Invoking a service in a synchronous manner using a stub is just a matter of calling a simple JavaScript function passing in the arguments accepted by the service. The stub would take care of creating the payload using the arguments passed into it as well as unwrapping the response for you. The stub will also configure the WSRequest host object with details needed to invoke the service. These details include the service EPR (Endpoint reference), the SOAP action required and so on.

system.include("currencyConvertorStub.js"); 

convertionRateUsingStub.inputTypes={"fromCurrency" : "string", "toCurrency" : "string"}; 
convertionRateUsingStub.outputType="string"; 
function convertionRateUsingStub(fromCurrency, toCurrency){ 
    var rate =  CurrencyConvertor.ConversionRate(fromCurrency, toCurrency); 
    return "The conversion rate is " + rate; 
}

Invoking a service in a asynchronous manner

In order to invoke a service in a asynchronous manner using a stub the user needs to set a callback function. The stub uses this as a hint to decide whether the call it makes should be synchronous or asynchronous. Alternatively users could set a function as the onError property which would be triggered of a fault is received as the response. In my example I define two function “success” and “failure” and set them as the callback and onError functions. (I've set the visible property of the “success” and “failure” functions to false so that these function would not appear as function of this mashup, they are kept for private use).

convertionRateUsingStubAsync.inputTypes={"fromCurrency" : "string", "toCurrency" : "string"}; 
convertionRateUsingStubAsync.outputType="string"; 
function convertionRateUsingStubAsync(fromCurrency, toCurrency){ 
    CurrencyConvertor.ConversionRate.callback = success; 
    CurrencyConvertor.ConversionRate.onError = failure; 
    CurrencyConvertor.ConversionRate(fromCurrency, toCurrency); 
    return "Invoked the ConversionRate operation in a async manner"; 
} 

success.visible=false; 
function success(ConversionRateResponse) { 
    system.log("The response of ConversionRate was : " + ConversionRateResponse); 
} 

failure.visible=false; 
function failure(error) { 
    system.log("Error occured while calling ConversionRate, Reason is : " + error.reason); 
}

Note: By default the stub would use the SOAP 1.2 endpoint to invoke the service (If the service does not contain a SOAP 1.2 endpoint if will look for a SOAP 1.1 endpoint. If that fails it uses the first endpoint defined in the WSDL). If users wish to change the endpoint, they could change it by setting the “endpoint” property of the service.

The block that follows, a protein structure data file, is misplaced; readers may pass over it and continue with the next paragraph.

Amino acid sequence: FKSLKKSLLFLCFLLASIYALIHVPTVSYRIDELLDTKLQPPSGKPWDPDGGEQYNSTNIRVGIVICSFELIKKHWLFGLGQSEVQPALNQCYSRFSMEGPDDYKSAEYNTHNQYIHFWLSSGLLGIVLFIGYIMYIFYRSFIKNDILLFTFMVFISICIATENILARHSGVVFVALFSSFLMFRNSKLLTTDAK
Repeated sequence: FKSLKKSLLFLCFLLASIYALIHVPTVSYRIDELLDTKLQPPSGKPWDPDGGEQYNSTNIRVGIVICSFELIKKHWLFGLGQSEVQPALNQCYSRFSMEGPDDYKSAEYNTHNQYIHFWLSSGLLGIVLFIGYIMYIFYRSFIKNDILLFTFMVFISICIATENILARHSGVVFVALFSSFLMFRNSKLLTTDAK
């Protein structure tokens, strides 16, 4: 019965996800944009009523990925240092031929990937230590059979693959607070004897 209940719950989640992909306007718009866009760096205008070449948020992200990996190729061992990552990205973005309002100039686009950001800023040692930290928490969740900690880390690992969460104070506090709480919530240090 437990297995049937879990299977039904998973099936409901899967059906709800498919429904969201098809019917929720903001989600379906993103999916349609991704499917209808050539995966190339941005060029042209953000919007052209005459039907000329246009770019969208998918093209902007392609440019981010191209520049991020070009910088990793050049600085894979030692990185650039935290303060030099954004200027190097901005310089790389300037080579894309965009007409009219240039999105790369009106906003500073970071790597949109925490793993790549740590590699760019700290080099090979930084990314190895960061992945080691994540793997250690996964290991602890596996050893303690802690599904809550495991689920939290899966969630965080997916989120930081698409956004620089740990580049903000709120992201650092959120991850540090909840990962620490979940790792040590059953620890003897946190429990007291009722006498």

Users could also change the endpoint address of a specific endpoint by using the setAddress function in the stub. The syntax is “{service}.setAddress(endpoint, url)”.

 

Invoking a service secured using Username Token authentication

A cool feature of the JavaScript stubs generated by the Mashup Server is that it has the ability to invoke services secured using Username Token authentication. To invoke such a service users can set the Username and password using a couple of JavaScript properties on the stub. Namely “{service}.username” and “{service}.password”. For this example, let's use the usernameTokenService service which is deployed on mooshup.com. It has been secured such that any registered user on mooshup.com can access this service.

Save the stub for the usernameTokenService (https://mooshup.com/services/keith/usernameTokenService?stub&lang=e4x&content-type=text/plain) in the resources folder of your mashup.

system.include("usernameTokenServiceStub.js");

invokeSecuredService.inputTypes={"firstParam" : "string" , "secondParam" : "string"};
invokeSecuredService.outputType="string";
function invokeSecuredService(firstParam, secondParam) {
    usernameTokenService.username = "yourUsername";
    usernameTokenService.password = "yourPassword";
    return usernameTokenService.demo(firstParam, secondParam);
}

Note : Please replace “yourUsername” and “yourPassword” with your credentials before running this example.

 

Invoking services using the WSRequest Host Object

When using the WSRequest Host Object to invoke a service the user is expected to provide all details needed to invoke the service. The user also has to provide the payload needed to invoke the service. This requires the user to have some knowledge about the service (In order to know what the payload should look like, this could be inferred by looking at the WSDL of the service).

 

Invoking a service is a synchronous manner

Invoking a service in a synchronous manner is straightforward and can be done in the following manner:

convertionRateUsingWSRequest.inputTypes={"fromCurrency" : "string", "toCurrency" : "string"}; 
convertionRateUsingWSRequest.outputType="string"; 
function convertionRateUsingWSRequest(fromCurrency, toCurrency){ 
    var request = new WSRequest();
    var options = new Array();
    options.useSOAP = 1.1;
    options.useWSA = false;
    options.action = "https://www.webserviceX.NET/ConversionRate";
    var payload = {fromCurrency}{toCurrency};
    var result;
    try {